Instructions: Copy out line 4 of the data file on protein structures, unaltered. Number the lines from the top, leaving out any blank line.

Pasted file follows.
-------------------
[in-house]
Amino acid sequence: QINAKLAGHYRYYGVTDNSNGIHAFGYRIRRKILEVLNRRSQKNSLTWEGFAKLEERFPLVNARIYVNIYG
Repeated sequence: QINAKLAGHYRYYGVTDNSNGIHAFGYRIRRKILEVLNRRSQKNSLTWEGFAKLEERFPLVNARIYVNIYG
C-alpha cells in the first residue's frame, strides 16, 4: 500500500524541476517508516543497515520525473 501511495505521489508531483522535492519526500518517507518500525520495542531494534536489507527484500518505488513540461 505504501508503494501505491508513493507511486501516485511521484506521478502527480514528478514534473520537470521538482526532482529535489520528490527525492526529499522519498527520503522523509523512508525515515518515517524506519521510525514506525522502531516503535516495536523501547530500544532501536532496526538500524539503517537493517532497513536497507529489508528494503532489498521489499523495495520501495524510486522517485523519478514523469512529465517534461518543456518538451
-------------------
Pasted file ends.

C-alpha cells in the first residue's frame, strides 16, 4: 500500500524541476517508516543497515520525473 501511495505521489508531483522535492519526500518517507518500525520495542531494534536489507527484500518505488513540461 505504501508503494501505491508513493507511486501516485511521484506521478502527480514528478514534473520537470521538482526532482529535489520528490527525492526529499522519498527520503522523509523512508525515515518515517524506519521510525514506525522502531516503535516495536523501547530500544532501536532496526538500524539503517537493517532497513536497507529489508528494503532489498521489499523495495520501495524510486522517485523519478514523469512529465517534461518543456518538451